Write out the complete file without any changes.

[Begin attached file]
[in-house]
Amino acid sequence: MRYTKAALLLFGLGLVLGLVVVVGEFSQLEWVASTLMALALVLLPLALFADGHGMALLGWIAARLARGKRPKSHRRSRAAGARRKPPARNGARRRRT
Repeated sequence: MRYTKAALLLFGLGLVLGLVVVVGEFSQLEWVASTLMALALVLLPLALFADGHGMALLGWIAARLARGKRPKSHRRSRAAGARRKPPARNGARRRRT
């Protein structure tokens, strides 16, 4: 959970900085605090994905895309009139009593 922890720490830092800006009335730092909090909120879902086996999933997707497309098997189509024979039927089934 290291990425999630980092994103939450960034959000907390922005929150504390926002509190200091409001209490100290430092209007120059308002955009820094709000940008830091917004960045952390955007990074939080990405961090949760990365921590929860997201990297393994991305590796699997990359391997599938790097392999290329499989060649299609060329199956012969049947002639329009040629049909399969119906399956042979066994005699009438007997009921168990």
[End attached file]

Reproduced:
[in-house]
Amino acid sequence: MRYTKAALLLFGLGLVLGLVVVVGEFSQLEWVASTLMALALVLLPLALFADGHGMALLGWIAARLARGKRPKSHRRSRAAGARRKPPARNGARRRRT
Repeated sequence: MRYTKAALLLFGLGLVLGLVVVVGEFSQLEWVASTLMALALVLLPLALFADGHGMALLGWIAARLARGKRPKSHRRSRAAGARRKPPARNGARRRRT
């Protein structure tokens, strides 16, 4: 959970900085605090994905895309009139009593 922890720490830092800006009335730092909090909120879902086996999933997707497309098997189509024979039927089934 290291990425999630980092994103939450960034959000907390922005929150504390926002509190200091409001209490100290430092209007120059308002955009820094709000940008830091917004960045952390955007990074939080990405961090949760990365921590929860997201990297393994991305590796699997990359391997599938790097392999290329499989060649299609060329199956012969049947002639329009040629049909399969119906399956042979066994005699009438007997009921168990």